By the 1950s the percentage of all economic doctorates awarded to women had dropped to a record low of less than five percent. Providing a richer understanding of the sociology of the economics profession, this book presents the oral histories of the female economists who received PhDs between 1950 and 1975. Their post-war experiences as family members, students and professionals illustrate the challenges that were faced by women, and in some cases African-Americans, in a white male dominated profession. In this way the gender ambiguities embedded in the post-war culture are examined, and current improvements needed within the profession are identified.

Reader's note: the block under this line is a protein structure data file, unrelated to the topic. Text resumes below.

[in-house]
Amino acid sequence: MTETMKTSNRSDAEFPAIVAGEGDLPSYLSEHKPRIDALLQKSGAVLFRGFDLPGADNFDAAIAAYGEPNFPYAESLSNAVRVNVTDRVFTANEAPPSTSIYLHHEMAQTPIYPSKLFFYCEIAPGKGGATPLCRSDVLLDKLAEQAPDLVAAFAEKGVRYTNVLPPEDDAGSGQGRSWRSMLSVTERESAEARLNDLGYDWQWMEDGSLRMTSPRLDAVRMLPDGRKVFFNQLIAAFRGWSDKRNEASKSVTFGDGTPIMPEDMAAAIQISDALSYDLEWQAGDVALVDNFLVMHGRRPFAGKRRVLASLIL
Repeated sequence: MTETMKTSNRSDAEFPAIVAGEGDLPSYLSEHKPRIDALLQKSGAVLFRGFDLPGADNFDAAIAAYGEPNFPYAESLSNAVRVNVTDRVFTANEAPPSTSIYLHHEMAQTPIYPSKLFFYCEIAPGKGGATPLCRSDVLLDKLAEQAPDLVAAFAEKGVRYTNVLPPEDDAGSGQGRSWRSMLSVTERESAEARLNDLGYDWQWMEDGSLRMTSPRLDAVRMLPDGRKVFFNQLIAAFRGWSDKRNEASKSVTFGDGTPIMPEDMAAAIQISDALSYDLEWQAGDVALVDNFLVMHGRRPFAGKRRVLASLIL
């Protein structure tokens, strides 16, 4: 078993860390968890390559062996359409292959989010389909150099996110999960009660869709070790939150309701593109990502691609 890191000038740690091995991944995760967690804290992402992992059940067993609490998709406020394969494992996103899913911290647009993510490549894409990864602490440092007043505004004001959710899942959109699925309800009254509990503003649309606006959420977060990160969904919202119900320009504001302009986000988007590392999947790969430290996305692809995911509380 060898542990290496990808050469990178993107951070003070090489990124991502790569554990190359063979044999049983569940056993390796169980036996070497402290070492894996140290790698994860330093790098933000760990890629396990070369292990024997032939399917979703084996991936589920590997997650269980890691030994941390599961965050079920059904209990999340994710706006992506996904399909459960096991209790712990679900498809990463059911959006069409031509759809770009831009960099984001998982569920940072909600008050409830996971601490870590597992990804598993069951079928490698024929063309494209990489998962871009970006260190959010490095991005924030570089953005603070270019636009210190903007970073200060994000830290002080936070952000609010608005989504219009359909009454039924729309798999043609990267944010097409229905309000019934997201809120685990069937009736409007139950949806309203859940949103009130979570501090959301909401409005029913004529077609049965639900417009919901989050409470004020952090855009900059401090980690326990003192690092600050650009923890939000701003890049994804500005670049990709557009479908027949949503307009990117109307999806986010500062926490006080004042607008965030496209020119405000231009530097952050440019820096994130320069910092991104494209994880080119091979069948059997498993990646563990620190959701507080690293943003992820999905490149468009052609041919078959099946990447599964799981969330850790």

Olsen and Emami present an impressive scope of philosophical perspectives, career paths, research interests, feminist proclivities, and observations about the profession and women's place within it. The engaging style and insightful contributions will appeal to academics and students of economics and sociology, as well as anyone interested in gender.
'Engendering Economics should interest anyone who desires to learn more about female economists. The book or individual chapters could be used in class to allow students to understand the history and difficulty for women choosing this path. These women overcame the institutional rigidity of the profession, yet many said they did not notice the biases they faced at the time and just accepted the way things were. The courage and determination it took for them to succeed is admirable.' - Julie H. Gallaway, Journal of Economic Issues